Hundreds attend memorial flag ceremony

By TOM TIGANI
Sunday Times Newspapers

 

LINCOLN PARK — Over 200 filled two sets of bleachers and chair seats at Memorial Park last Sunday while many others stood by for the dedication of a field of flags recognizing the city’s 111 war dead.

 

The names of all were called, a bell was rung and an honor guard came forward to place the 3-foot-by 5-foot flags around the city’s war memorial monument.

 

The effort was led by the Exchange Club of Lincoln Park.

 

Thomas Karnes, past president of the local club and immediate past president of the national group’s Michigan District, said members had seen the “healing fields” created by the Utah-based Colonial Flag Foundation after the Sept. 11, 2001, terrorist attacks and got the idea to bring a field to Lincoln Park.

 

The ceremony also marked the unveiling of the park’s newest memorial in honor of 24-year-old Sgt. Craig Stuart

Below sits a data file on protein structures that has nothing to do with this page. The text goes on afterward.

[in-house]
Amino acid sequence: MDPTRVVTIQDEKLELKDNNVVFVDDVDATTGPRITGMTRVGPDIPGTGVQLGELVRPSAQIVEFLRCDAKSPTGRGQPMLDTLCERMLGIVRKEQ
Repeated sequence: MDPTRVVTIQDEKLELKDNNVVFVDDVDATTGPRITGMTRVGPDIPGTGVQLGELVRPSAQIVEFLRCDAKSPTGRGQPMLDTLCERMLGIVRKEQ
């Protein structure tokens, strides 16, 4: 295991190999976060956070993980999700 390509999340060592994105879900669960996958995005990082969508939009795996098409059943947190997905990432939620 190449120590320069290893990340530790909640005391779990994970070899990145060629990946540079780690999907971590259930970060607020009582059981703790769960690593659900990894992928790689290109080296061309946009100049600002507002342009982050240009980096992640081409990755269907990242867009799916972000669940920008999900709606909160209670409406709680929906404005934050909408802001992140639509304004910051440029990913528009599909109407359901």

Frank, a military police officer in the Michigan Army National Guard who was killed in an ambush while guarding a
convoy in Iraq in 2004.

 

The dedication ceremony also featured a secondary traveling wall honoring veterans of Vietnam, other wars and 9/11.

 

Many of the flag bearers were family members of the deceased.

 

“When the families came to get the flags, it brought everything back to light,” Karnes said, adding that some local veterans group members broke down as they remembered things about those who gave their all.

 

At the end of the ceremony, a 1946 petition was read to have a monument for comrades who didn’t return.

 

For Karnes, who also is the city’s police chief, perhaps the most memorable moment came at reading of the name of
a brother of a man who helped put the event together.

 

“He was at a reunion and couldn’t attend, and I had the opportunity to grab a flag and carry it for them,” Karnes
said.

 

He called the event a success in preserving the memories of the fallen.

 

“A lot of these names not been spoken in a while,” Karnes said. “Most of them were 19 to 23 years old when they were killed.”

 

Not all of the honoring took place at the ceremony, however.

 

He said that Monday night he saw a boy about 12 years old riding by on his bicycle.

 

“He took his hat off even though he kept going, and put it back on when he was past,” Karnes said. “I thought that
was neat.”

 

The flags will be taken down after a closing ceremony at 11 a.m. today.